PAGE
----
All posts filed under: Community Events

The goings-on within the Laotian community

Conversations with Sarky: The Early Years

This is Part One in a series about Lao American music artist, Sarky Mekmorakoth. Music has always been an integral part of my life. I fell into it escaping from the harsh realities of being a 1st gen immigrant child of refugees: out of place, out of time. I found out just how much power it holds, too. Sometimes the electric charge was filled with feverish euphoria and other times, just an echoing sadness filled by gravity-induced silence, and everywhere in between. Early on, it was my light at the end of the tunnel–the constant melody that sang to me about my worth, filling that primal need for hope within me with hollow, deep, bass-filled down beats. About the only thing that could compare to my love of music and its magic, was my insatiable love of books. If music gave me hope, books and stories showed me what could be waiting if I persevered. In the mid-80s, when I first discovered Whitney Houston’s “Greatest Love of All” it became my anthem. I didn’t know …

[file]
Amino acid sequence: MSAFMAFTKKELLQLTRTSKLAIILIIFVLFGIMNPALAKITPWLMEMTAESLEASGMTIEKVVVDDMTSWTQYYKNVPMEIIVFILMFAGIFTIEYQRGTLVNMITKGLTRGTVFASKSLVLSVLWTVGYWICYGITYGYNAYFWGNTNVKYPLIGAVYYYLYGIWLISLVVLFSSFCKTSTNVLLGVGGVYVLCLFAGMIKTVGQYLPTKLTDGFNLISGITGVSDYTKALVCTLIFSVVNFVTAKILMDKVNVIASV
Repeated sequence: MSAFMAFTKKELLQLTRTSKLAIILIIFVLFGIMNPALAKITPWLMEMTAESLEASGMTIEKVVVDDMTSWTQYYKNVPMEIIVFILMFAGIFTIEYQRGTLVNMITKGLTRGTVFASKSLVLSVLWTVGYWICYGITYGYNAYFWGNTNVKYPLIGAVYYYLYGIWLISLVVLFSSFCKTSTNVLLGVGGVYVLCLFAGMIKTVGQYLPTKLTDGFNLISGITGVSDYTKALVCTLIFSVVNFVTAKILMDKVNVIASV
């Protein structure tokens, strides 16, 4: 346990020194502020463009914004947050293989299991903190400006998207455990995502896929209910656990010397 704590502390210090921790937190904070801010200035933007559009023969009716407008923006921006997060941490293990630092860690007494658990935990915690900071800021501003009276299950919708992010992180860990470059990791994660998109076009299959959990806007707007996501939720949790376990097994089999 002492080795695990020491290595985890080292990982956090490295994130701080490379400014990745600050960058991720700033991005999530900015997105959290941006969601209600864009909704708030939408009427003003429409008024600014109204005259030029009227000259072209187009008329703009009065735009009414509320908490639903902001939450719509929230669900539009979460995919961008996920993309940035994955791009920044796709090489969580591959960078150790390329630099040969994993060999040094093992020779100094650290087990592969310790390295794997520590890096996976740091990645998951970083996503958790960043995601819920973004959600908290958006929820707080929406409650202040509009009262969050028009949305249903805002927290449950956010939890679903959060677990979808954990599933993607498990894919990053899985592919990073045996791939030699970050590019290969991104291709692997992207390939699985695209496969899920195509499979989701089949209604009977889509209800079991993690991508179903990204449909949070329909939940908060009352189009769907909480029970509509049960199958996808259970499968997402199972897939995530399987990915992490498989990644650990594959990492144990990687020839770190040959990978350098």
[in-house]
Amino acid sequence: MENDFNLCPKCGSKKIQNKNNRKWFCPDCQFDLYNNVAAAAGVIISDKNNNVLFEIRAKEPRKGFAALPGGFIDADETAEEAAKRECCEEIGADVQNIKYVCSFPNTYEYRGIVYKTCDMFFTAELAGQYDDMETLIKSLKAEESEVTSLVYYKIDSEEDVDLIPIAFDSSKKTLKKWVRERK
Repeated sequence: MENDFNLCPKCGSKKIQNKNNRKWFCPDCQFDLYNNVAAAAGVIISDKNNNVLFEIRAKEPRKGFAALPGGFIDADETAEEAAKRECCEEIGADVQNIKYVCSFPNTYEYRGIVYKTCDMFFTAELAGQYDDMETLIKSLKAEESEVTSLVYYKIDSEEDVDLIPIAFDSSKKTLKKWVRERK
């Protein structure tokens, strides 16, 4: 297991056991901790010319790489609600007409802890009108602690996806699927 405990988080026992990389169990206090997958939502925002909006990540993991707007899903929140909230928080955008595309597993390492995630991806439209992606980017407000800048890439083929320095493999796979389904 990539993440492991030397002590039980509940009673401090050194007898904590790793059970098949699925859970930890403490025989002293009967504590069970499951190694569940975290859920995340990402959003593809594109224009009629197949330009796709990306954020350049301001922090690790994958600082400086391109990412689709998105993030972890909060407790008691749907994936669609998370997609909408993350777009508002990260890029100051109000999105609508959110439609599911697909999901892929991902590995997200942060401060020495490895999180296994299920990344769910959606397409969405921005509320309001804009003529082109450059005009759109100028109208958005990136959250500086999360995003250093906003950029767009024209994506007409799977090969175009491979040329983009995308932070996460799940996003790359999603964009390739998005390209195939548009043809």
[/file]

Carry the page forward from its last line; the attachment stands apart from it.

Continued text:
Deportation and Lao America: It’s Time to Wake Up

For a number of years now, our Southeast Asian neighbors, as well as some of our own people, including ethnic groups residing in Laos, have been battling deportation. We have, as a group, largely ignored this. We seem to think that if we keep our heads down, it won’t and can’t happen to us. But it already has and, it will hit us hard very soon. None of these are good enough excuses for how uninvolved we’ve been. If your personal reasons for staying out of the fray are any of the below, please read further to find out why it’s no longer good enough to stay silent. 1) I consider myself American/Lao American and that’s not my problem. Most of the deported also viewed themselves as such. Still, because of at least one mistake, they, and their entire family will pay for this pretty heavily. Have you forgotten why most of us came here and how we arrived? Regardless, one mistake shouldn’t dictate where we feel at home. The tenure of a person’s time …